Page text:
With power supply being one of the major business constraints in Nigeria according to the Central Bank of Nigeria (CBN), it has been revealed that Nigerians spend about $14 billion on generator and fuel yearly in order to prevent their businesses from crippling.
For years, generator has served as an alternative source of power for Nigerians, as the country experiences unstable and poor power supply. This has led to increase in generator budget for many households and businesses within the country.
The amount spent on generator and fuel by Nigerians was revealed by the Director in charge of African Development Bank (AfDB) in Nigeria, Ebrima Faal who stated that it would have negative impact on the power sector.
The $14 billion shows an increase in spending and proves power supply in Nigeria is not getting better despite the privatisation, as Nairametrics reported last year that Nigerians spent about $12 billion fueling generators.
In order to improve the power sector, Nigeria privatised the power sector, leading to the creation of 11 distribution companies (Discos), but year in year out, both the government and the Discos have continued to blame each other for the poor power supply.
The increase shows businesses struggle to remain in business, the Director-General, Lagos Chamber of Commerce and Industry (LCCI), Muda Yusuf, said in a report by The Nation. He said spending on generator is unavoidable even though it’s increasing cost of operation and affecting contribution to the Gross Domestic Product (GDP) of the country.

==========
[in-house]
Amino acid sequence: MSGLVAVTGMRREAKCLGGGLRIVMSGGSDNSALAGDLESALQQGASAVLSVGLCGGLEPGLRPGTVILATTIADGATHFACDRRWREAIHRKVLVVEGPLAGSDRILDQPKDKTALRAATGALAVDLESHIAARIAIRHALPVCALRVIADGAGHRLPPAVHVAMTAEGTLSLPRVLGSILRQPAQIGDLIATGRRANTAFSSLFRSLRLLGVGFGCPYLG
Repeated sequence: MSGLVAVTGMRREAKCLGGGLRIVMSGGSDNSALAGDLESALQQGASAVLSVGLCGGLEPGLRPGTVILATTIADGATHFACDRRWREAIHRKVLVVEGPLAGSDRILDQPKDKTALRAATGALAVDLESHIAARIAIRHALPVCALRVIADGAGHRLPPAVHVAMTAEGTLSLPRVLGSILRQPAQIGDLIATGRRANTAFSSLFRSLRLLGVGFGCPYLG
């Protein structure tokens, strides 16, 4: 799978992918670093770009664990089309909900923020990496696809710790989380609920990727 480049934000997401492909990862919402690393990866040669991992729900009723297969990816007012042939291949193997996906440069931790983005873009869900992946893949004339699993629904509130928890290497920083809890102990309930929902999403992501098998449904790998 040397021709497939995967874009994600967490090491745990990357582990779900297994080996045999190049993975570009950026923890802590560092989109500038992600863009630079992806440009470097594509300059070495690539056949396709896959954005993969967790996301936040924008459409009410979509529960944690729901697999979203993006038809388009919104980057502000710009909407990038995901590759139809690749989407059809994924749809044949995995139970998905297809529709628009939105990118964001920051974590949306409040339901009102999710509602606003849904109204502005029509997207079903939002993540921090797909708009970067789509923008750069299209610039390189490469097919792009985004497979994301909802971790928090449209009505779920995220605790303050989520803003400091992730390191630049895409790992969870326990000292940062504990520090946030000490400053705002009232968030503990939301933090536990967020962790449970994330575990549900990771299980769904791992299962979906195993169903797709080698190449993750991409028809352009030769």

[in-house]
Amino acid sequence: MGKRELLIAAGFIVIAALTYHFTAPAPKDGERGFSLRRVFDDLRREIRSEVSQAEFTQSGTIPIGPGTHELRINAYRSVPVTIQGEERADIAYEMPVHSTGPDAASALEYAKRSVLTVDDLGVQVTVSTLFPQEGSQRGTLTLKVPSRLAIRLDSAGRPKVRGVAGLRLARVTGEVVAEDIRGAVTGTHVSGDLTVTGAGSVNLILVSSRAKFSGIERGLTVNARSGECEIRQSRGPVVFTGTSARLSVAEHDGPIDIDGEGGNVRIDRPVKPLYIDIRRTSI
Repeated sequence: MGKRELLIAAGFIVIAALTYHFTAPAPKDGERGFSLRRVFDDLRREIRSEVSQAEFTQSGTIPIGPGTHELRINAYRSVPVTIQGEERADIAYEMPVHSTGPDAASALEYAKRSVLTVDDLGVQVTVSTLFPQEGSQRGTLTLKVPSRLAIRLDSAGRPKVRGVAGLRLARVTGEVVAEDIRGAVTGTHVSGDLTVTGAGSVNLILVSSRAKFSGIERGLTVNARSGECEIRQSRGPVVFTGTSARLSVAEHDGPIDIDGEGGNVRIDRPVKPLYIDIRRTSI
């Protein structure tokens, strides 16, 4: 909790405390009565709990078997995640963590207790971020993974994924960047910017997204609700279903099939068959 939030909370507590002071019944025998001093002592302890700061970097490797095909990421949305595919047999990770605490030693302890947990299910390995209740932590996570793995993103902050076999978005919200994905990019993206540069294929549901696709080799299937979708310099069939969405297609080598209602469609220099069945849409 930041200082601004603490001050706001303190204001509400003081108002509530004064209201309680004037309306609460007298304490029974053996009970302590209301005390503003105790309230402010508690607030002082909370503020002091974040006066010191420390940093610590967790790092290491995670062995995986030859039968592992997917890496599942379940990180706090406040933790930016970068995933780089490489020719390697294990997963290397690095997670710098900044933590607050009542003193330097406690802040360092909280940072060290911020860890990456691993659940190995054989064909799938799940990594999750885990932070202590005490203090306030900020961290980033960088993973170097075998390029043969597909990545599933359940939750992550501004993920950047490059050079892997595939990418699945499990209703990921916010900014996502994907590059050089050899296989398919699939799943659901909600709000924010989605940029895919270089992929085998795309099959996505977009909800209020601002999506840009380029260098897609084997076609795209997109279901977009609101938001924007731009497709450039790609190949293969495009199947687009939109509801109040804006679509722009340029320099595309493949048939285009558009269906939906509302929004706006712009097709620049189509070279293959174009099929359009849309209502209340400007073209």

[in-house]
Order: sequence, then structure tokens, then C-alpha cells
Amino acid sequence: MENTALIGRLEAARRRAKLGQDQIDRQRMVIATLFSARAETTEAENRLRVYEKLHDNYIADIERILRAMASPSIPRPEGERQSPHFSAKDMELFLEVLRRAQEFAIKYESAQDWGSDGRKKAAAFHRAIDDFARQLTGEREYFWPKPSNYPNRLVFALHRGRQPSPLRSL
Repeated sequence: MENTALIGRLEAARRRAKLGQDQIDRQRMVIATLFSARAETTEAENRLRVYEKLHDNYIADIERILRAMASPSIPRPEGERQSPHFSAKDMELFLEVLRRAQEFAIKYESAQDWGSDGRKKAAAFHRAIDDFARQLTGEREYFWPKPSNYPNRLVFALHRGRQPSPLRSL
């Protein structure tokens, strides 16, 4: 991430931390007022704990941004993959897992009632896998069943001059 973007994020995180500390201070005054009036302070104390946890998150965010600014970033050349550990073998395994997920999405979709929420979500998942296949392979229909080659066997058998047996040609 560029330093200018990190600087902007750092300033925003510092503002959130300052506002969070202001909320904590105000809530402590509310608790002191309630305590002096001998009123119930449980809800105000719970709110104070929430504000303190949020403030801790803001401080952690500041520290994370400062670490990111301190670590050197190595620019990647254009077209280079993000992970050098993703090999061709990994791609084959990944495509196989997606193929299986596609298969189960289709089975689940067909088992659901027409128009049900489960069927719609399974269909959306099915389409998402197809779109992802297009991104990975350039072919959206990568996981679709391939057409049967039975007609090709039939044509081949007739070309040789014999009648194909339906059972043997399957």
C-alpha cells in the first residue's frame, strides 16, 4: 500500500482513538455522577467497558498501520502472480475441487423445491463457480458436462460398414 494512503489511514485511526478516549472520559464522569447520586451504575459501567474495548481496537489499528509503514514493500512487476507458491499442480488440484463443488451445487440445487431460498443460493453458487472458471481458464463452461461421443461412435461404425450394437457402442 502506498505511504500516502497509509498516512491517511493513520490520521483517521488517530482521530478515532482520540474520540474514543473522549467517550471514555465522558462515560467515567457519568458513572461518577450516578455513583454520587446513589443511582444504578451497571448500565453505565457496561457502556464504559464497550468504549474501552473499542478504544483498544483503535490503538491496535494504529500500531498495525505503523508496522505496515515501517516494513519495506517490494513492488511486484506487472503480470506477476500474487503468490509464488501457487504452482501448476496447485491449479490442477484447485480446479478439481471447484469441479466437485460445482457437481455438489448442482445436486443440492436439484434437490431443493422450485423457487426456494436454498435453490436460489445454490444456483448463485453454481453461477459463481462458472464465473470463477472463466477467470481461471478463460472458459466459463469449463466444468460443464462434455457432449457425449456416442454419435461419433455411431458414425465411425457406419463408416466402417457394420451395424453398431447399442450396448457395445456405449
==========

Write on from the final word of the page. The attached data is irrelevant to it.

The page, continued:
“The costs incurred to provide alternative sources of power are inevitable if industrialists are to remain in business in Nigeria. This, perhaps, is the biggest single factor impeding the growth of industrialisation.
“The issue has made our industries very uncompetitive in recent times. That is one of the reasons our industries cannot produce for export unlike their counterparts abroad. Also, our industries contribute less than 10 per cent to the country’s Gross Domestic Product (GDP.)”
According to the International Monetary Fund (IMF), lack of access to electricity and unreliable power supply are key constraints to doing business in Nigeria. The IMF estimated the annual economic loss at about $29 billion.
Senate doesn’t care: Despite the poor power supply, a bill to ban importation of generators into Nigeria passed the first reading in the Senate. The bill was sponsored by Senator Bima Muhammadu Emagi (APC Niger South).
Also, last year, Senator Francis Fadahunsi requested a five-year ban on generator importation. The suggestion was, however, rejected by the Senate President, Ahmed Lawan. The decision to ban generator sets was once successful in 2015 when the Federal Government banned the importation of the most commonly used type of generating set in Nigeria popularly known as “I better pass my neighbour.”
It is still puzzling as to why Nigerian Senators keep introducing bills that seek to stop the use of generators in a country with epileptic electricity supply. Even President Muhammadu Buhari’s office was projected to spend N46 million on fueling generators in 2019.